Why £65,000 isn’t a lot of money

Saturday, 12th January 2013 at 18:33 UTC 8 comments

Much is being made of MPs view on their rate of pay. According to Andrew Bridgen MP, “a vast majority of people do not think £65,000 a year is a lot of money”. The statement is partly true, but also alarming in its implications.

Lets start by putting a £65,000 wage packet in some kind of context. Whilst its around 3 times the average income, its tiny in comparison to the sorts of money many of those MPs want to see themselves as equivalent to are receiving. Our society has a warped pay scale – corporations exist where the leading earners receive an inexcusable 500 times that of the lowest paid. An MP looking towards a senior business leader sees someone who is earning ‘a lot of money’ – perhaps a few hundred thousand a year, and by contrast £65,000 doesn’t look like much.

Whilst low wages have become normal, high wages have become normalised. It is quite normal for someone to be earning vastly more than our MPs’ current salary, but it doesn’t mean many people are doing it. £65,000 is now very definitely part of the vast gulf between low earner and high earner in which the middle-classes, now containing everyone from barely floating homeowners up to surgeons and higher-level management who send their children to fee paying schools other than Eton and use private medical services other than Harley Street.

A lot of consternation from those on the left seems to hinge on the idea that anyone thinks they’re earning a lot of money. None of us do. We’re continuously made miserable by adverts telling us we should want to spend more, and by extension, earn more. Yes, a few of us manage to avoid the adverts sufficiently well that we are less likely to think this. But Radio 4 listeners are not in the majority, and most voters are, by their own actions, continuously exposed to this stuff.

Depending on how you ask the question, Bridgen is right: if you ask people in Britain today what “earning a lot of money” looks like, they will almost certainly say more than £100,000. £65,000 a year is a lot of money on its own, but compared to other amounts of money we know people are earning, its now not that much. That said, the smart ass answer to the poll question is probably “more than me”, and remains the same no matter how much is earned, just the same as the answer to “how much is enough?” is always “just a bit more”.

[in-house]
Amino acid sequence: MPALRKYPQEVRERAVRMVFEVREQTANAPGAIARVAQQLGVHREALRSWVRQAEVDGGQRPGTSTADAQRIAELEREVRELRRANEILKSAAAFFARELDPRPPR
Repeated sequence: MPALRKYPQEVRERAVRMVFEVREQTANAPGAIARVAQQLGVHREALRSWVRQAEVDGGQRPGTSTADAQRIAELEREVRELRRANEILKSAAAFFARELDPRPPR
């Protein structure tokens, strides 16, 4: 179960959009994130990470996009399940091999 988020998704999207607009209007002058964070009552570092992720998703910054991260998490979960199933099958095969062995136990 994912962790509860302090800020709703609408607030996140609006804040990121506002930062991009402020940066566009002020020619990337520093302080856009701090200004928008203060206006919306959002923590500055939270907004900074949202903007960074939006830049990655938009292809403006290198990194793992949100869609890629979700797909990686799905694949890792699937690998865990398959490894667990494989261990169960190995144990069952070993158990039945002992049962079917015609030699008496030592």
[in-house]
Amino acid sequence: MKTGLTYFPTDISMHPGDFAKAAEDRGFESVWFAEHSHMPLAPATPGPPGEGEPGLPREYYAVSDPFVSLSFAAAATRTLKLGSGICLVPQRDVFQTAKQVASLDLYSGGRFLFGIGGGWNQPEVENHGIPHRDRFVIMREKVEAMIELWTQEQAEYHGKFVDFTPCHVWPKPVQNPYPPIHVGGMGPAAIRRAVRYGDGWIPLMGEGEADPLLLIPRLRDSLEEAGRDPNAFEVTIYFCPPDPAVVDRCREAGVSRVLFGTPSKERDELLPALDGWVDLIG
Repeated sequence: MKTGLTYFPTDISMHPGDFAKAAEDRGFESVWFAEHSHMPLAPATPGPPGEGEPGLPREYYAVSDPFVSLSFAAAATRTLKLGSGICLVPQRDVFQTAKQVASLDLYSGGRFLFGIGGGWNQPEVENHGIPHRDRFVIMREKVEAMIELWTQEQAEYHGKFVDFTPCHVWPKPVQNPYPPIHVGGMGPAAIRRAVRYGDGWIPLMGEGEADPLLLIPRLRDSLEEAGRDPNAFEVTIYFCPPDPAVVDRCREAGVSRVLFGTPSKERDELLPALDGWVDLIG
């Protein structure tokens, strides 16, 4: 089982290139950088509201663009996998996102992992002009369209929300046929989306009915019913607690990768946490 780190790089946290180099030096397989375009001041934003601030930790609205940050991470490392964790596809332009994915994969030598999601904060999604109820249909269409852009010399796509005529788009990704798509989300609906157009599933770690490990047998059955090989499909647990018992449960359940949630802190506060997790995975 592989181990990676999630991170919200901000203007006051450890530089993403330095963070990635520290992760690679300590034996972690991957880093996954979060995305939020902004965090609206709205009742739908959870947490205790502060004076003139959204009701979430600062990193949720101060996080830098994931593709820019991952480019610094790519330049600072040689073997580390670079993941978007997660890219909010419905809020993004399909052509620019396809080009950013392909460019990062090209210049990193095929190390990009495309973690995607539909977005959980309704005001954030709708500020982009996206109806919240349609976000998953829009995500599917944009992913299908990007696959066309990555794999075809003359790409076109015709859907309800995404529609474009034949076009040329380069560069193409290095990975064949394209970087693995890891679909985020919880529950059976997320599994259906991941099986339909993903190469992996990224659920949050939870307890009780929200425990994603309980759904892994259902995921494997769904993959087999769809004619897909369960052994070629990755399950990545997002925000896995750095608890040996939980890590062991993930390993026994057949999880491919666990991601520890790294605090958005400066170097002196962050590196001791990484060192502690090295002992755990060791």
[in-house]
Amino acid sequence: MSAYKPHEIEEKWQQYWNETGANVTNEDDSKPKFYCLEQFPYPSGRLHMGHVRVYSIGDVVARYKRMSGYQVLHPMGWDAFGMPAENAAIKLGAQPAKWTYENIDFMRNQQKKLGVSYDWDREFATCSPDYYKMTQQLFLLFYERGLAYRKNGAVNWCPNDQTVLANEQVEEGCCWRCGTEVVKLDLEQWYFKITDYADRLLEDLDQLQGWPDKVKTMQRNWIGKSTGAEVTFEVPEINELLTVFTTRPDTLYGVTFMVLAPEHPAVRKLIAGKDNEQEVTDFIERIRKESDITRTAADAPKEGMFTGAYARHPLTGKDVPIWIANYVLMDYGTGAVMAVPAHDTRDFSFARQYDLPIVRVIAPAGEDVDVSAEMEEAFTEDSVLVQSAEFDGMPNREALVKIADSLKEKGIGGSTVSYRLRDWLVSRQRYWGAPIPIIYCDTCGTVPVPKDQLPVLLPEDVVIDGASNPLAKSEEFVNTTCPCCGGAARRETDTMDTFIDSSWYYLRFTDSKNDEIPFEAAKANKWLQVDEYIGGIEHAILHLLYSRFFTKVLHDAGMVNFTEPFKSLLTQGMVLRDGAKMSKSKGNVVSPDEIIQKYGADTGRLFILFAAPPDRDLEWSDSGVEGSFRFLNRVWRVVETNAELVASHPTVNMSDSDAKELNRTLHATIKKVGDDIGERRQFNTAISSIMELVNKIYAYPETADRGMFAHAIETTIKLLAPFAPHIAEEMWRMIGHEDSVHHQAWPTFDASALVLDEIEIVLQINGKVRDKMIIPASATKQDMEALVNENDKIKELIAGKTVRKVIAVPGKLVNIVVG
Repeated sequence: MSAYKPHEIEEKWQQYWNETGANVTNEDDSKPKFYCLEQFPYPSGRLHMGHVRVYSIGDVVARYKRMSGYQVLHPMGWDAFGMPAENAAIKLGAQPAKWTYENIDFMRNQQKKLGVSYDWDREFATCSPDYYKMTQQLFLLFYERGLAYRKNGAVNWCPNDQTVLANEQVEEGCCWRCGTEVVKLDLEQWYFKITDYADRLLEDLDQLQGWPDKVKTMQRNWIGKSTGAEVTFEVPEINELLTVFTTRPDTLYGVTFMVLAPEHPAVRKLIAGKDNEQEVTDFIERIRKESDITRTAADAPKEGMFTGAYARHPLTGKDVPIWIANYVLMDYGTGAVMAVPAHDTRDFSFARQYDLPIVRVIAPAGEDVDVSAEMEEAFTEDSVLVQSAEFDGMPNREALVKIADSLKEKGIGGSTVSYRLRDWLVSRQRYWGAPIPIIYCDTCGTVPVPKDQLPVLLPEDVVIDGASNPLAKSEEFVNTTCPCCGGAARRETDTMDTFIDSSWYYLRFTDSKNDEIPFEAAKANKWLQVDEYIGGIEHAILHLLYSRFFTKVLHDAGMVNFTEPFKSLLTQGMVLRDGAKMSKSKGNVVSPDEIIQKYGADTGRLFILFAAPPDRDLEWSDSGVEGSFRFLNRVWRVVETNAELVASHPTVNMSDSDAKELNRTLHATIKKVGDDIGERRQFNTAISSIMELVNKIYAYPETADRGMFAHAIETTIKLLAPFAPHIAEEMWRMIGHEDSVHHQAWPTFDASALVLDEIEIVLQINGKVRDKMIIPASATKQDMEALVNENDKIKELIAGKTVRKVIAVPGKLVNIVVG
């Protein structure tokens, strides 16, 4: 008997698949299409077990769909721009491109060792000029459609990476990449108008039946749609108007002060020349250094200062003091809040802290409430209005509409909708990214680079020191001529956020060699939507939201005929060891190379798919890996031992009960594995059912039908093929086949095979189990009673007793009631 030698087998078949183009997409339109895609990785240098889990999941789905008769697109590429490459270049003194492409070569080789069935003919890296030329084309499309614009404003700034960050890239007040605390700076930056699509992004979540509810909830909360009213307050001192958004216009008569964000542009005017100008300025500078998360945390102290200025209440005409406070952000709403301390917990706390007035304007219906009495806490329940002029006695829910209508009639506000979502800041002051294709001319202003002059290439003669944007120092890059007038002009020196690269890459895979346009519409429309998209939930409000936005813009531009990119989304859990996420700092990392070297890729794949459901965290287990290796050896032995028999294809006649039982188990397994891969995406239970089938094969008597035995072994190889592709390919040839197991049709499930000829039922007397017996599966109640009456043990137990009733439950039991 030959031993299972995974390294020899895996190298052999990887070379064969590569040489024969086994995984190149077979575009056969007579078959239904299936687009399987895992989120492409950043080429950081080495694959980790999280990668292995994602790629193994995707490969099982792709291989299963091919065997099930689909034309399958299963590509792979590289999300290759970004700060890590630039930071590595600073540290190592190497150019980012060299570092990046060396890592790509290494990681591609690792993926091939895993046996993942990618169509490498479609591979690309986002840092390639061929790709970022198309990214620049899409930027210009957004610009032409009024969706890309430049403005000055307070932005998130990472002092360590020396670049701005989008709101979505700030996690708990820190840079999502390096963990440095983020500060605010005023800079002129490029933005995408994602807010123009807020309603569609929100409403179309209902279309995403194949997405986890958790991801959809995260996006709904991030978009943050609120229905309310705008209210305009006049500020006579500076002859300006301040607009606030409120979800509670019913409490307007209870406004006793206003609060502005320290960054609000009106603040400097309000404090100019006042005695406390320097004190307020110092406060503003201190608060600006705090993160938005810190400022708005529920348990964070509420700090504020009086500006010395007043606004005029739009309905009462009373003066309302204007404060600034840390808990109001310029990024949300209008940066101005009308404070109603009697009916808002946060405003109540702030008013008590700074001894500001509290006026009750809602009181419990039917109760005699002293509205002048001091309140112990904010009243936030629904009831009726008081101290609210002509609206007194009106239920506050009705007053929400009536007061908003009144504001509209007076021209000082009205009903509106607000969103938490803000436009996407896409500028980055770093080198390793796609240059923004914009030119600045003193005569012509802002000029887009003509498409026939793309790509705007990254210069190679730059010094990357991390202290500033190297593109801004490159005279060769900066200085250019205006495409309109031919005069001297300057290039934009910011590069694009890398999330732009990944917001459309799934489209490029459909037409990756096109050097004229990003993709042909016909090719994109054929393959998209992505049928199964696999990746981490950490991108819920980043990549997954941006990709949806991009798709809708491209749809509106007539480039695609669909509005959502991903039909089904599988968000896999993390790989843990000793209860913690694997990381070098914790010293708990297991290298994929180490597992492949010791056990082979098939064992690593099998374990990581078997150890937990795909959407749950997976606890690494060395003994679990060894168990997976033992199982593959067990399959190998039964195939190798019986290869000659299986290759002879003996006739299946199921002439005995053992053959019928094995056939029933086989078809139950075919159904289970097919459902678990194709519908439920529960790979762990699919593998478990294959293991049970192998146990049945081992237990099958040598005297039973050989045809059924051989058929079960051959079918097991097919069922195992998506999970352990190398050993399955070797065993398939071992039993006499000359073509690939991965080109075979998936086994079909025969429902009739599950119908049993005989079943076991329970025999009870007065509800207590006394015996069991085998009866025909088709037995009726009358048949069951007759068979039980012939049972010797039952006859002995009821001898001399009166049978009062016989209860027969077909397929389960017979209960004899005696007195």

The question should be this: why do MPs feel they have a right to earn ‘a lot of money’? Why are they, like much of the rest of society, incapable of critiquing their own environment and their privileged position within it? We pay them to think through the problems facing our country, economy and society, not merely accept the status quo, surely? Why does anyone need to earn an amount of money that can be described as ‘a lot of money’?

Bridgen may not have been wrong in his observation, but he is definitely representing one of the silent evils of our era: that people deserve to be paid largely arbitrary sums with little resemblance of the actual value of their work, whilst others can be dismissed as next to worthless and paid a pittance.


Entry filed under: Materialism, Politics.

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8 Comments Add your own

  • 1. Jon  |  Saturday, 12th January 2013 at 20:57 UTC

    Hey Graham! I sent an email to your two old Hotmail accounts. I know this is an odd place to give you a heads-up, but I presume you haven’t received it. It isn’t political, but you’ll want to read it. My email is the same as it’s been for ages, so if you send me a token email there I can resend to whatever your new address is.

    Incidentally, great article above, as usual, although it might be a good idea to recognize that politicians may be more than just out of touch. They might complain no matter how high their salaries are, and pretend, as Mitt Romney did, that a quarter million is average. 🙂

  • 2. Greg  |  Saturday, 12th January 2013 at 21:33 UTC